The London Times8 January 1880

THE NESTORIANS - LETTER

TO THE EDITOR OF THE TIMES.

Sir,-In The Times of January 1 Mr. J. C. M’Coan, referring to the appeal of the Society for the Propagation of the Gospel for funds in aid, of a mission to “this interesting remnant of the ancient Syrian Church,” accuses the society of an ungenerous omission in “not making mention of what has beea and is being done for them by the American missionaries.” Mr. M’Coan is evidently not aware of the existing state of things. He says, "Since the mission was transferred in 1870 to the (American) Presbyterian Board of Foreign Missions, it has been conducted on the old lines.” In this he is mistaken. The present missionaries, in a joint letter to to the Archbishop of Canterbury, dated January 1, 1877, admit an entire change of policy. They say:- “This mission wae undertaken with the hope of purifying the worship of the ancient Nestorian Church, and reviving its spirit of piety and missionary zeal through the existing ecclesiastical organization. This hope was not abandoned until, after many years of labour, its realization was found impossible. Patient and persevering efforts were made to enlist the Patriarch and priesthood in the work of elevating and educating the people, until at length the fact was recognized that in religion, as well as politics, the thing to be reformed is seldom a useful ally in the work of reformation. The work has since been carried on directly with the people.”, I waa there in 1876, and can testify that the way in which the American missionaries are carrying on the work with the people is by trying to set up separatist congregations on dissenting principles outside the Nestorian Church ; and I can testify that the work is not a auccessful one. The American missionaries never had any hold of the mountain tribes, the main strength of the Nestorian people. Their work has been chiefly among the people of the plain of Oroomiah, where in past years they did good work, whose traces still remain. But the Nestorians are strongly attached to their ancient Church, and hold to Church principles with great tenacity, and this change of policy has alienated even the old disciples of the American mission.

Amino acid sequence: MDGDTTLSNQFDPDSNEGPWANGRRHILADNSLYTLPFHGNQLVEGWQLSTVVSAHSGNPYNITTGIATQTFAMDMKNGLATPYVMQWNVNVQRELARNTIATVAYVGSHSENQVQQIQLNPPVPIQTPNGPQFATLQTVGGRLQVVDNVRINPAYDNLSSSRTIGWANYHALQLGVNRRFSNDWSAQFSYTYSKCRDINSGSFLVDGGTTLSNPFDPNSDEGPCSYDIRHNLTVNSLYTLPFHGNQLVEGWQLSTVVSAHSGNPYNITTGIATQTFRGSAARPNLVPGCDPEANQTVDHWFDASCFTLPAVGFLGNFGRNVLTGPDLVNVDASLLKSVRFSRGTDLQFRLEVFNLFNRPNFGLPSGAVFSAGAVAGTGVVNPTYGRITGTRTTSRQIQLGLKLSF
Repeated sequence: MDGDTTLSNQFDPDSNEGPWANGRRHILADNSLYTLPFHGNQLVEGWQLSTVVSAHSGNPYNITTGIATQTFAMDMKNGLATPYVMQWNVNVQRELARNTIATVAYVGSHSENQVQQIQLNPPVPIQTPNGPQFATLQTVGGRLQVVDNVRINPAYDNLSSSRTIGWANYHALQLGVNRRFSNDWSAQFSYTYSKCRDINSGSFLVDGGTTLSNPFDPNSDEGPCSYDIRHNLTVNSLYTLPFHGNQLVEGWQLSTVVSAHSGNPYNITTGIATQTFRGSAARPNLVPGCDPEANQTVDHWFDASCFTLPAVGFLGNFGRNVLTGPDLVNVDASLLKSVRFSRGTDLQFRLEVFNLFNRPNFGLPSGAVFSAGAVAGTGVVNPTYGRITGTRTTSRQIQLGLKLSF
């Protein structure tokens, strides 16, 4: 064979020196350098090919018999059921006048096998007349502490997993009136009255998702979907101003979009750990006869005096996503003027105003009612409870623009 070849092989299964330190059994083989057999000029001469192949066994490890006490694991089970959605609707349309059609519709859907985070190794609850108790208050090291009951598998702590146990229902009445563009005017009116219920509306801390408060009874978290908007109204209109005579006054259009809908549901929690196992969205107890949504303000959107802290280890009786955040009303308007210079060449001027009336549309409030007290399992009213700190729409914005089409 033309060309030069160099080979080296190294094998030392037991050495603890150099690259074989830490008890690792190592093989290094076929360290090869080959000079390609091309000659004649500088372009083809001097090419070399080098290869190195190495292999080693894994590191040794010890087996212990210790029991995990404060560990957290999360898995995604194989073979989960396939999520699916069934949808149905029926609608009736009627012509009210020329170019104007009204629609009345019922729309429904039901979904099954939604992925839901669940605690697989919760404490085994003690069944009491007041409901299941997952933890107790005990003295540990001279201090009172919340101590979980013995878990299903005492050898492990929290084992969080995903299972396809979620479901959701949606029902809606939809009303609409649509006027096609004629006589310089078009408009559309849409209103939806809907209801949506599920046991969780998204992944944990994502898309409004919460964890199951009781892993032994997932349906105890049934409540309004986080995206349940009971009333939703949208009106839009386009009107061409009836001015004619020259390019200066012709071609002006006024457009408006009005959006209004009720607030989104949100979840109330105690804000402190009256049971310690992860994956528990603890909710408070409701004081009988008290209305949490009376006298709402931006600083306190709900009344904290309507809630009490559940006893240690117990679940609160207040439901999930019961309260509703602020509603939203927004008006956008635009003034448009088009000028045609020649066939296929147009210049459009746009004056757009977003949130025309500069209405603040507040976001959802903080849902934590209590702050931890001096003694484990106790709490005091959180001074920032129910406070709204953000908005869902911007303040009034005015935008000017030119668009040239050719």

Under these circumstances I think the Society for the Propagation of the Gospel was not “ungenerous” in omitting all allusion to the Americans, and grounding its appeal on the broad facts that “this interesting remnant" of a once powerful branch of the Church has repeatedly and earnestly asked help from the Church of England, and

that the Upper House of Convocation in the last session declared it to be its unanimous opinion that the appeal from this body of Eastern Christians was “particularly urgent,” and commended it to the sympathies of. the Church of England. I am, Sir, your obedient servant,
EDWARD L. CUTTS.
Vicarage, Haverstock-hill, N.W., Jan. 6.



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